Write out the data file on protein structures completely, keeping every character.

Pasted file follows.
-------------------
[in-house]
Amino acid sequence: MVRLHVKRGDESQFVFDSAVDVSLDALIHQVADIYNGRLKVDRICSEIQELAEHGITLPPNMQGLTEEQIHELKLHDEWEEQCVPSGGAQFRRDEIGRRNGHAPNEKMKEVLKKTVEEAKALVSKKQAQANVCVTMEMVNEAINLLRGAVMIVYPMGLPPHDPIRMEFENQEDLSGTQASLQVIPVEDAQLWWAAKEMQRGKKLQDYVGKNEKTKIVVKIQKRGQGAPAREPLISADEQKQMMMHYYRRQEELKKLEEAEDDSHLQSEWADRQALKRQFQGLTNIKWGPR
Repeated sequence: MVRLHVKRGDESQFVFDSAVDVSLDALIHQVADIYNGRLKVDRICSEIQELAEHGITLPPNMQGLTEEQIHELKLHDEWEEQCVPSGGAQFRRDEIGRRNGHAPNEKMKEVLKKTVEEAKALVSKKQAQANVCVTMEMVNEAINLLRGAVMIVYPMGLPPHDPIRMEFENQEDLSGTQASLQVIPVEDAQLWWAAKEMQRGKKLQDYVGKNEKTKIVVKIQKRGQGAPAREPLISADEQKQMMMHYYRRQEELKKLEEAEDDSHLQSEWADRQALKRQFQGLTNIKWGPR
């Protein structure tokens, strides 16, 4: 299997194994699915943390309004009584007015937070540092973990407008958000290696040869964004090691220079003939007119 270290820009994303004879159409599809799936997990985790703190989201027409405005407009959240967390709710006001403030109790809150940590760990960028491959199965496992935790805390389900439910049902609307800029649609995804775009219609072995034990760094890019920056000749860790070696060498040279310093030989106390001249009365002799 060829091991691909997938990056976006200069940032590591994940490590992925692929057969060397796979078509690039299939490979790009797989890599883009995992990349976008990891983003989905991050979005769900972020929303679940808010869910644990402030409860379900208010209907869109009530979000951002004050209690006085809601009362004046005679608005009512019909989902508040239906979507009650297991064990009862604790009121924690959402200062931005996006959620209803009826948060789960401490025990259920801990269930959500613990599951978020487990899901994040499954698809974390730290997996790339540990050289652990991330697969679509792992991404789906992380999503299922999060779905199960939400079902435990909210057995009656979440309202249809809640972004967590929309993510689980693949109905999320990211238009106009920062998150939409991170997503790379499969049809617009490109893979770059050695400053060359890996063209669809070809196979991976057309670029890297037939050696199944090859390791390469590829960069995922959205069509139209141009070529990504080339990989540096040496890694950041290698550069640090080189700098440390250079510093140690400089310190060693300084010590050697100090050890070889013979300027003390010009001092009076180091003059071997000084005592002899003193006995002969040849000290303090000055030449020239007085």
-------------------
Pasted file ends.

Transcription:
[in-house]
Amino acid sequence: MVRLHVKRGDESQFVFDSAVDVSLDALIHQVADIYNGRLKVDRICSEIQELAEHGITLPPNMQGLTEEQIHELKLHDEWEEQCVPSGGAQFRRDEIGRRNGHAPNEKMKEVLKKTVEEAKALVSKKQAQANVCVTMEMVNEAINLLRGAVMIVYPMGLPPHDPIRMEFENQEDLSGTQASLQVIPVEDAQLWWAAKEMQRGKKLQDYVGKNEKTKIVVKIQKRGQGAPAREPLISADEQKQMMMHYYRRQEELKKLEEAEDDSHLQSEWADRQALKRQFQGLTNIKWGPR
Repeated sequence: MVRLHVKRGDESQFVFDSAVDVSLDALIHQVADIYNGRLKVDRICSEIQELAEHGITLPPNMQGLTEEQIHELKLHDEWEEQCVPSGGAQFRRDEIGRRNGHAPNEKMKEVLKKTVEEAKALVSKKQAQANVCVTMEMVNEAINLLRGAVMIVYPMGLPPHDPIRMEFENQEDLSGTQASLQVIPVEDAQLWWAAKEMQRGKKLQDYVGKNEKTKIVVKIQKRGQGAPAREPLISADEQKQMMMHYYRRQEELKKLEEAEDDSHLQSEWADRQALKRQFQGLTNIKWGPR
């Protein structure tokens, strides 16, 4: 299997194994699915943390309004009584007015937070540092973990407008958000290696040869964004090691220079003939007119 270290820009994303004879159409599809799936997990985790703190989201027409405005407009959240967390709710006001403030109790809150940590760990960028491959199965496992935790805390389900439910049902609307800029649609995804775009219609072995034990760094890019920056000749860790070696060498040279310093030989106390001249009365002799 060829091991691909997938990056976006200069940032590591994940490590992925692929057969060397796979078509690039299939490979790009797989890599883009995992990349976008990891983003989905991050979005769900972020929303679940808010869910644990402030409860379900208010209907869109009530979000951002004050209690006085809601009362004046005679608005009512019909989902508040239906979507009650297991064990009862604790009121924690959402200062931005996006959620209803009826948060789960401490025990259920801990269930959500613990599951978020487990899901994040499954698809974390730290997996790339540990050289652990991330697969679509792992991404789906992380999503299922999060779905199960939400079902435990909210057995009656979440309202249809809640972004967590929309993510689980693949109905999320990211238009106009920062998150939409991170997503790379499969049809617009490109893979770059050695400053060359890996063209669809070809196979991976057309670029890297037939050696199944090859390791390469590829960069995922959205069509139209141009070529990504080339990989540096040496890694950041290698550069640090080189700098440390250079510093140690400089310190060693300084010590050697100090050890070889013979300027003390010009001092009076180091003059071997000084005592002899003193006995002969040849000290303090000055030449020239007085």